Spring, whenever it chooses to arrive, is truly a miracle. Seldom has it seemed more miraculous than this year on the Canadian prairies.
A month ago, much of Manitoba and Saskatchewan were still covered in snow. There were dire predictions that more floods were on the horizon. Manitoba Premier Greg Selinger even leaned on that possibility as part of his justification for raising taxes. The mood was downright ugly, just about everywhere in the land of the Roughriders and the Blue Bombers.
Then came the magic. The temperature climbed above 20 degrees under bright sunshine. Overshoes and winter coats disappeared, and snow shovels and ice scrapers were replaced by rakes and push brooms. Even the flood forecasters turned out to be mostly wrong.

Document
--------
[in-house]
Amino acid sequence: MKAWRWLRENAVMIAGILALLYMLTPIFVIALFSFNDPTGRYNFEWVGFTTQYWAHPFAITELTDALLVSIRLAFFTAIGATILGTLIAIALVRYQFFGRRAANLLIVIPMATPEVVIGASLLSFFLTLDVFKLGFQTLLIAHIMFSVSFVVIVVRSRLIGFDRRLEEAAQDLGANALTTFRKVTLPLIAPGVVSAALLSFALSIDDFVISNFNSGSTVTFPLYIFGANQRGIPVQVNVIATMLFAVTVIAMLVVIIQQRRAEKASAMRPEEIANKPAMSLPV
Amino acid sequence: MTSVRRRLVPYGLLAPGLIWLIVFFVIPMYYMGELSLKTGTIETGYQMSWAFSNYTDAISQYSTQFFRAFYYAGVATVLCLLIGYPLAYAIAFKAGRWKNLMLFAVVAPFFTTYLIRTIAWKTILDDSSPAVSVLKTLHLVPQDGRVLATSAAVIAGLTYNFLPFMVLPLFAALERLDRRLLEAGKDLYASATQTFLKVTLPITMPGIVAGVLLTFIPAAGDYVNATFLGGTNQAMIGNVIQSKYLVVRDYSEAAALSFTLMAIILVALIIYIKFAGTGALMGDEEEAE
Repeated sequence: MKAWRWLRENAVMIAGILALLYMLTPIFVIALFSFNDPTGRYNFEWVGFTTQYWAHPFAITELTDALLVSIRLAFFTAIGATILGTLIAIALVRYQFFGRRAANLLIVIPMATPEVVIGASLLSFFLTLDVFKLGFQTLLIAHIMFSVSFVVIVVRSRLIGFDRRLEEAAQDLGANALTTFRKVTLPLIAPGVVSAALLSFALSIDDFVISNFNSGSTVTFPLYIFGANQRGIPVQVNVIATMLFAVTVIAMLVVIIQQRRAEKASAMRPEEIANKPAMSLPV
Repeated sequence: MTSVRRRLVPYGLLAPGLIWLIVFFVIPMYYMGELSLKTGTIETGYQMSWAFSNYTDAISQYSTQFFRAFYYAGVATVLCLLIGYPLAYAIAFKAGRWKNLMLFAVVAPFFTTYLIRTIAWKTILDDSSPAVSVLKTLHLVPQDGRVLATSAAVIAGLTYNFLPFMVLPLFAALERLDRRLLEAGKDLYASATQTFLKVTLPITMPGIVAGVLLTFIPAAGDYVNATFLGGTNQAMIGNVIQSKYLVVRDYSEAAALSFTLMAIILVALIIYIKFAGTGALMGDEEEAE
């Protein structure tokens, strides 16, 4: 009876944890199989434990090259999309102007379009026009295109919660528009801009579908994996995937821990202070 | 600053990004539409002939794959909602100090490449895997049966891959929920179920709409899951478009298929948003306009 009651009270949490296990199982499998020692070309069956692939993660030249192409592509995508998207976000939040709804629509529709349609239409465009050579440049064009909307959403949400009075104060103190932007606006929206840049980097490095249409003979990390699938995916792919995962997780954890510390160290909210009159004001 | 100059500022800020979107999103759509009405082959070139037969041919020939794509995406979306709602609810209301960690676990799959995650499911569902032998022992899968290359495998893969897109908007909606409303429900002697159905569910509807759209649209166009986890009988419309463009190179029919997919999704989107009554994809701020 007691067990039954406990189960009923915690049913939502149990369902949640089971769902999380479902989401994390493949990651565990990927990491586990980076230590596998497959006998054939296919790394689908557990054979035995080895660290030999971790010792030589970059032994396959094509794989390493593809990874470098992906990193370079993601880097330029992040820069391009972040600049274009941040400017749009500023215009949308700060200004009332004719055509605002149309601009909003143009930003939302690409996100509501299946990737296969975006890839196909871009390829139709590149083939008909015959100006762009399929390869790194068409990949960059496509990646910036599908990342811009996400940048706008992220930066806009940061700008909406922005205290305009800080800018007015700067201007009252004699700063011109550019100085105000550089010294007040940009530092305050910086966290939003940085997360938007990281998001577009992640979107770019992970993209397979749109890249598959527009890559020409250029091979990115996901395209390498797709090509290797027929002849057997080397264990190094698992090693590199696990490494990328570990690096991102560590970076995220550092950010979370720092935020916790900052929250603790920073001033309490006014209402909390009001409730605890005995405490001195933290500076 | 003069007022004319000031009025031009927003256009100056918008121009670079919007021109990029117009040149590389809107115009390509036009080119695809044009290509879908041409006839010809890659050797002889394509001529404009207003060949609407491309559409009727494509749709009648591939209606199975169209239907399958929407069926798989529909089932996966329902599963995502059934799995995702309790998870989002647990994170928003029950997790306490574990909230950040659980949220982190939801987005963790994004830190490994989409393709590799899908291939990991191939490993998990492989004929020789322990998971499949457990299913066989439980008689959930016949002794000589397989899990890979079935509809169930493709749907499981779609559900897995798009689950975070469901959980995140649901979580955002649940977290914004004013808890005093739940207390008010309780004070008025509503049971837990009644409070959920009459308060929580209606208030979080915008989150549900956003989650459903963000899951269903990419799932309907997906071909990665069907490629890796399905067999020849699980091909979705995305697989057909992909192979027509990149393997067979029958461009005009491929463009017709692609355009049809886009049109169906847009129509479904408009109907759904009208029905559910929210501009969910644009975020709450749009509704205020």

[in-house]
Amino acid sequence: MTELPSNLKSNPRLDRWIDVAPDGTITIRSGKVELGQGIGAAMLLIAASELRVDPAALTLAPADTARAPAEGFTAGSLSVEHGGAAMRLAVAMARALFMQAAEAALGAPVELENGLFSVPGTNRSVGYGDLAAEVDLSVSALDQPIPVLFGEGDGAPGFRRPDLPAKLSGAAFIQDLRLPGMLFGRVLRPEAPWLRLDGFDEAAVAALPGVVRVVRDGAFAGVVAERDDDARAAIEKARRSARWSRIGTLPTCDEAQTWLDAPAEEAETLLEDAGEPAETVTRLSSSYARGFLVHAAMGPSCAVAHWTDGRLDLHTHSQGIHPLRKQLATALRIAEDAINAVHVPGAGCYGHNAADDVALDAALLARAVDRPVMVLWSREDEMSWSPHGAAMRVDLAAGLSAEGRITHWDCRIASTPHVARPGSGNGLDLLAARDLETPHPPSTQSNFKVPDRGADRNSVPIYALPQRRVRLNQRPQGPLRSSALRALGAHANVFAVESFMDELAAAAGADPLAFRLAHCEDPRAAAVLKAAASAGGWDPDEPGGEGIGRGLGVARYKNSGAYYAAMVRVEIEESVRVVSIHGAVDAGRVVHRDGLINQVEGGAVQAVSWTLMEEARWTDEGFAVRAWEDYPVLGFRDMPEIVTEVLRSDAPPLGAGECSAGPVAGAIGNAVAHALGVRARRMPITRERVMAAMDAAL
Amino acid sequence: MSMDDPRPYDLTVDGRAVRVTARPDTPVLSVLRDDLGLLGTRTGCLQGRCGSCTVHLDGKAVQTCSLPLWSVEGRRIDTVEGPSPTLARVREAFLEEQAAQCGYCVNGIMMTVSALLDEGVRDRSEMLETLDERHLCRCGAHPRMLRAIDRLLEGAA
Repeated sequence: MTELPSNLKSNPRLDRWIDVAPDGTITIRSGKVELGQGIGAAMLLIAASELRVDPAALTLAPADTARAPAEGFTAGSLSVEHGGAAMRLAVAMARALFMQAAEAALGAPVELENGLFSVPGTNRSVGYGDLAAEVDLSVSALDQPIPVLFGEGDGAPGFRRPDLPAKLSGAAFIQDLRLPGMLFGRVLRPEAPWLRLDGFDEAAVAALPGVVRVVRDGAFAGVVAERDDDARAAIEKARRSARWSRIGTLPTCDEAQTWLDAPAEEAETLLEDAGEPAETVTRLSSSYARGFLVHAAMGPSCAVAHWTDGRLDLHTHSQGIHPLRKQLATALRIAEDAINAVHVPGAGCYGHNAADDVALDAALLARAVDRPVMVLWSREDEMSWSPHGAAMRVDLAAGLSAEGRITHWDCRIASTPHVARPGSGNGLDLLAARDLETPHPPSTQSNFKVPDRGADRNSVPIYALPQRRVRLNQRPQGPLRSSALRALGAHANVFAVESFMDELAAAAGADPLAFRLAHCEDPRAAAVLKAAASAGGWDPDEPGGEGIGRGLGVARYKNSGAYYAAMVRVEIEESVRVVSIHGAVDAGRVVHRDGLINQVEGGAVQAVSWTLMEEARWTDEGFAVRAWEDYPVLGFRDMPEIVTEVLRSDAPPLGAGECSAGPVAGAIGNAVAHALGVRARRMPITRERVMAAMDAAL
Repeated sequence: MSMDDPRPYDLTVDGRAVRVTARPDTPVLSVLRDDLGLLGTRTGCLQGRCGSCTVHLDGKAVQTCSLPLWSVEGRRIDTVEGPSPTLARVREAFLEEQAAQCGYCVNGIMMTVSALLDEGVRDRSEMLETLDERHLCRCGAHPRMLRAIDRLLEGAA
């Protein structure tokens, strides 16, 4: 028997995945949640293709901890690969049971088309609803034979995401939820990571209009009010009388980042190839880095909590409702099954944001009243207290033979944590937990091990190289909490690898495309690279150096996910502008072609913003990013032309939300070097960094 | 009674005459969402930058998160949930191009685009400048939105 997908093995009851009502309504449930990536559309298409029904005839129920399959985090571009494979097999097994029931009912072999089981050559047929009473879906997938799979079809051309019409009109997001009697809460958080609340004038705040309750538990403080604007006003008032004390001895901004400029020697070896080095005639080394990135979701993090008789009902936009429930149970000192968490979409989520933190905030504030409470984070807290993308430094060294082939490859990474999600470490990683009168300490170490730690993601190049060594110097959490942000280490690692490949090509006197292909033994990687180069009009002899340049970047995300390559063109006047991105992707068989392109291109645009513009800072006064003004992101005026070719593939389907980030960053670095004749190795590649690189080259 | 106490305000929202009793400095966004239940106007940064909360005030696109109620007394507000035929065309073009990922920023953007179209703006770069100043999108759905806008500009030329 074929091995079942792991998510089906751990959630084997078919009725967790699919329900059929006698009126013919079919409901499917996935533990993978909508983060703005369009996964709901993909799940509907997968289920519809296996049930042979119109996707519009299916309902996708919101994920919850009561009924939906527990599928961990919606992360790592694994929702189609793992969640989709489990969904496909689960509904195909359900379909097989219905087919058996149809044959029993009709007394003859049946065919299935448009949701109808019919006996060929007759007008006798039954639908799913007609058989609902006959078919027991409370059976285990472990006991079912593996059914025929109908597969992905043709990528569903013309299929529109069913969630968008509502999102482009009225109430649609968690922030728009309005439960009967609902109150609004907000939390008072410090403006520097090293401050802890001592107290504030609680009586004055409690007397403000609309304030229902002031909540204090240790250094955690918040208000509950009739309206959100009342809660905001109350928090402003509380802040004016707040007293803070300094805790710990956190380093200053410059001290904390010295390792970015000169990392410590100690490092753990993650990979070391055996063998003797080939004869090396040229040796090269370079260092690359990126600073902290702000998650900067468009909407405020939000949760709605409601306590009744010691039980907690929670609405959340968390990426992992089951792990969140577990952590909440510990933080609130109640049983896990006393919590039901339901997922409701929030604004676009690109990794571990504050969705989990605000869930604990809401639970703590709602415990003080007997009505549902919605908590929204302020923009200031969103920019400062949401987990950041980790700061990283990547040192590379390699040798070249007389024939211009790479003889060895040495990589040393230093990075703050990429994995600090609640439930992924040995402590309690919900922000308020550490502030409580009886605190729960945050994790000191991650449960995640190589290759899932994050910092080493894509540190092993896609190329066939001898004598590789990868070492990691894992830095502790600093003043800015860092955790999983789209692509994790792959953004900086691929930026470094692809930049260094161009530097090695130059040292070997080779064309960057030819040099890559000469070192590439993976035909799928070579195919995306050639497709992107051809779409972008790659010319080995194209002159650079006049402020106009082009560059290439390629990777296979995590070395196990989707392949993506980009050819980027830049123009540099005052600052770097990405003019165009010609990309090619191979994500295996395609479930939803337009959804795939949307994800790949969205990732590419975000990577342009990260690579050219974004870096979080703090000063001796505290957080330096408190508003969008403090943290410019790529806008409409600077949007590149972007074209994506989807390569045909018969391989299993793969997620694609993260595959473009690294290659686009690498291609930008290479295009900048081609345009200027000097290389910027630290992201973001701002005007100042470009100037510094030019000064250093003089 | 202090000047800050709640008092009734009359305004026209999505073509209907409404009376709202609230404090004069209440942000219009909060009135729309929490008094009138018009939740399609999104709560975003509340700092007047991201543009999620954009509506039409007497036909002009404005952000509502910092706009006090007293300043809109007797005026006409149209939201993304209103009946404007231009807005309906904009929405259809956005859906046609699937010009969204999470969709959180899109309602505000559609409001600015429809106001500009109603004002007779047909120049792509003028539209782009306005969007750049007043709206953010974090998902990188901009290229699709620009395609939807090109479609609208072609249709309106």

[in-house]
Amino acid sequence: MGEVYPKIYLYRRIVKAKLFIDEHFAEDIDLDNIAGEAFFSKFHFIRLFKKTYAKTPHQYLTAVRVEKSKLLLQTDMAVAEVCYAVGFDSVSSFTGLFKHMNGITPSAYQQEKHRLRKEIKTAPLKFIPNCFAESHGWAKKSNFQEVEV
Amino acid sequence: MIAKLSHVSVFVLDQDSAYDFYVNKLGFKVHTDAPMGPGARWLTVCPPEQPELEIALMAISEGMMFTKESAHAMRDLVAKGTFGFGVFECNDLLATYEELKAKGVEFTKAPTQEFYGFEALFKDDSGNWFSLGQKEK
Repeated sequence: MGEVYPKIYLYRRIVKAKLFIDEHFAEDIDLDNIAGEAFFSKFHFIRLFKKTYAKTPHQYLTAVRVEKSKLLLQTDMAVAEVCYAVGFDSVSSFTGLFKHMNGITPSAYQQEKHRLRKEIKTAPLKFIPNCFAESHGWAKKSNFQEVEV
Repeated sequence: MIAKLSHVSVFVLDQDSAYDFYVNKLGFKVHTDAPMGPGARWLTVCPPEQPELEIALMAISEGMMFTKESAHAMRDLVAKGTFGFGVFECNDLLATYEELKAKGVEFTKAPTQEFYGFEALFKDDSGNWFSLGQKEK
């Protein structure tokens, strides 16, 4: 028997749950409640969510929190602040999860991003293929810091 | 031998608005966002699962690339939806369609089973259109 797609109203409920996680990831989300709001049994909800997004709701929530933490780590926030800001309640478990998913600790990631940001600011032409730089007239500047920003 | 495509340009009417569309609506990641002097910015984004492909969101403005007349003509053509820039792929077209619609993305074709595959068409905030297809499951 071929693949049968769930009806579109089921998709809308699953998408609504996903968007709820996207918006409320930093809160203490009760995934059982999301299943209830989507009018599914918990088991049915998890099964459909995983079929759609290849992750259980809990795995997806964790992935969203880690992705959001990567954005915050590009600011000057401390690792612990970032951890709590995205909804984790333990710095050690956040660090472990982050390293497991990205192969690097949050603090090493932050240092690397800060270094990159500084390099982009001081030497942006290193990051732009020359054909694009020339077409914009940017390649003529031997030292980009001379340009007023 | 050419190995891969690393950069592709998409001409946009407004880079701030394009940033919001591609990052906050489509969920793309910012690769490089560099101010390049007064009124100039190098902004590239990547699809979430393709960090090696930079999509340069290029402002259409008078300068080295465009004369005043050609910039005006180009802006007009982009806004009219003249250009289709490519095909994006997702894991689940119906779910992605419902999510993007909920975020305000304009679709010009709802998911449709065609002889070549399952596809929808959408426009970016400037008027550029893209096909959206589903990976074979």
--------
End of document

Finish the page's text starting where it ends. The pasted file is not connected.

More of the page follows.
My partner and I went to a family wedding where the vows were exchanged outdoors. I can’t remember the last time I saw so many broad smiles in one place. Just about everything is better when the seasons change. My wobbly knees don’t feel nearly as bad when they’re bathed in warm sunlight, and I can wear shorts and no socks.
We all buy plants to put in the ground so we can witness even more miracles. Of course it’s not a straight line. I was writing an article about golf this week. I was reminded that on June 12, 1969, Winnipeg officially opened the John Blumberg Golf Course, and it snowed. It was the only recorded snowstorm ever in the month of June in the Manitoba capital.
Somehow I had blocked out the memory of that day. But it was probably then that I declared “Don’t ever take that scraper brush out of the car” because on the prairies, you just never know.
Pity the folks who live in dull places like California and Hawaii and never get to experience those miracles.
Have a great season, and don’t forget the sunscreen, and the bug spray.